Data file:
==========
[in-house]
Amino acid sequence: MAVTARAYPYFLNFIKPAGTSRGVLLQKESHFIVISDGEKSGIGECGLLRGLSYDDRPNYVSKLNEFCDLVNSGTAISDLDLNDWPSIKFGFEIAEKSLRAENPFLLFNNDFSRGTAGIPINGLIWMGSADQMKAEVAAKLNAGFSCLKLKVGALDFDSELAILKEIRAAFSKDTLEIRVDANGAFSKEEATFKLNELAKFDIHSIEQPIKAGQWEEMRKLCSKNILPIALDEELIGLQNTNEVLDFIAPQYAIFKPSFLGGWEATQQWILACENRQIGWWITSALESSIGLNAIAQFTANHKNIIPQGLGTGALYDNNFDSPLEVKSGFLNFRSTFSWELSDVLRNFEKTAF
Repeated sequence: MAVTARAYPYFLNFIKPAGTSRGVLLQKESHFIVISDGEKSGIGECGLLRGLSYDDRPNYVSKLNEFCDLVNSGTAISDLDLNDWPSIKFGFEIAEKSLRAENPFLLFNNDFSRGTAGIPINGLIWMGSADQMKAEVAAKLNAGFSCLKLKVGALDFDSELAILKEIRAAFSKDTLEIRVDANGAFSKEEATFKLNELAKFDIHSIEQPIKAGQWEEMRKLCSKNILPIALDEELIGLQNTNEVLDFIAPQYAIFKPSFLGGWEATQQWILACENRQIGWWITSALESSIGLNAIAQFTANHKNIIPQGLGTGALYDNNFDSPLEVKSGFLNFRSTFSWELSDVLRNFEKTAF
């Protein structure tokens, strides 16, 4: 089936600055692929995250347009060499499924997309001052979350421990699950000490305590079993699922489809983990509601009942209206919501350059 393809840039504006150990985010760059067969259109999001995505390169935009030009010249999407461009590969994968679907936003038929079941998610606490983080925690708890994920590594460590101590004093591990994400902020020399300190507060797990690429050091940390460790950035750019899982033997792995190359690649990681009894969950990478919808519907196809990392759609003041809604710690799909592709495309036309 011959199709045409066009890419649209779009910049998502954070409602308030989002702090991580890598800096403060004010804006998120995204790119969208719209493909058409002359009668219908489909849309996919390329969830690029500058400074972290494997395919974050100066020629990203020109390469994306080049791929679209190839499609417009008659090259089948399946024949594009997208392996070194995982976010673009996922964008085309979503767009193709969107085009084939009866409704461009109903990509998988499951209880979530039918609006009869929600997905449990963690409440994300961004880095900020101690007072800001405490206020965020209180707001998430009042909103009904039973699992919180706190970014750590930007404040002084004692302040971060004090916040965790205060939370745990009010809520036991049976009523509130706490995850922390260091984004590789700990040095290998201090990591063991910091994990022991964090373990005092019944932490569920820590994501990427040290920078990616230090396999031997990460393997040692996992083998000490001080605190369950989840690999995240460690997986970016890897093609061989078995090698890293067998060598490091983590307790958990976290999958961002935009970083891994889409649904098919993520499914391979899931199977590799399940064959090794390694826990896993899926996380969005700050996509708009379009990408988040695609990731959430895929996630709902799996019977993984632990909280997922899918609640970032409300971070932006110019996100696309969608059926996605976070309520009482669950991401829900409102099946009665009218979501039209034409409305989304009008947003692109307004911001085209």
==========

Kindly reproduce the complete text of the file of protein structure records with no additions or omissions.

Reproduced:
[in-house]
Amino acid sequence: MAVTARAYPYFLNFIKPAGTSRGVLLQKESHFIVISDGEKSGIGECGLLRGLSYDDRPNYVSKLNEFCDLVNSGTAISDLDLNDWPSIKFGFEIAEKSLRAENPFLLFNNDFSRGTAGIPINGLIWMGSADQMKAEVAAKLNAGFSCLKLKVGALDFDSELAILKEIRAAFSKDTLEIRVDANGAFSKEEATFKLNELAKFDIHSIEQPIKAGQWEEMRKLCSKNILPIALDEELIGLQNTNEVLDFIAPQYAIFKPSFLGGWEATQQWILACENRQIGWWITSALESSIGLNAIAQFTANHKNIIPQGLGTGALYDNNFDSPLEVKSGFLNFRSTFSWELSDVLRNFEKTAF
Repeated sequence: MAVTARAYPYFLNFIKPAGTSRGVLLQKESHFIVISDGEKSGIGECGLLRGLSYDDRPNYVSKLNEFCDLVNSGTAISDLDLNDWPSIKFGFEIAEKSLRAENPFLLFNNDFSRGTAGIPINGLIWMGSADQMKAEVAAKLNAGFSCLKLKVGALDFDSELAILKEIRAAFSKDTLEIRVDANGAFSKEEATFKLNELAKFDIHSIEQPIKAGQWEEMRKLCSKNILPIALDEELIGLQNTNEVLDFIAPQYAIFKPSFLGGWEATQQWILACENRQIGWWITSALESSIGLNAIAQFTANHKNIIPQGLGTGALYDNNFDSPLEVKSGFLNFRSTFSWELSDVLRNFEKTAF
């Protein structure tokens, strides 16, 4: 089936600055692929995250347009060499499924997309001052979350421990699950000490305590079993699922489809983990509601009942209206919501350059 393809840039504006150990985010760059067969259109999001995505390169935009030009010249999407461009590969994968679907936003038929079941998610606490983080925690708890994920590594460590101590004093591990994400902020020399300190507060797990690429050091940390460790950035750019899982033997792995190359690649990681009894969950990478919808519907196809990392759609003041809604710690799909592709495309036309 011959199709045409066009890419649209779009910049998502954070409602308030989002702090991580890598800096403060004010804006998120995204790119969208719209493909058409002359009668219908489909849309996919390329969830690029500058400074972290494997395919974050100066020629990203020109390469994306080049791929679209190839499609417009008659090259089948399946024949594009997208392996070194995982976010673009996922964008085309979503767009193709969107085009084939009866409704461009109903990509998988499951209880979530039918609006009869929600997905449990963690409440994300961004880095900020101690007072800001405490206020965020209180707001998430009042909103009904039973699992919180706190970014750590930007404040002084004692302040971060004090916040965790205060939370745990009010809520036991049976009523509130706490995850922390260091984004590789700990040095290998201090990591063991910091994990022991964090373990005092019944932490569920820590994501990427040290920078990616230090396999031997990460393997040692996992083998000490001080605190369950989840690999995240460690997986970016890897093609061989078995090698890293067998060598490091983590307790958990976290999958961002935009970083891994889409649904098919993520499914391979899931199977590799399940064959090794390694826990896993899926996380969005700050996509708009379009990408988040695609990731959430895929996630709902799996019977993984632990909280997922899918609640970032409300971070932006110019996100696309969608059926996605976070309520009482669950991401829900409102099946009665009218979501039209034409409305989304009008947003692109307004911001085209």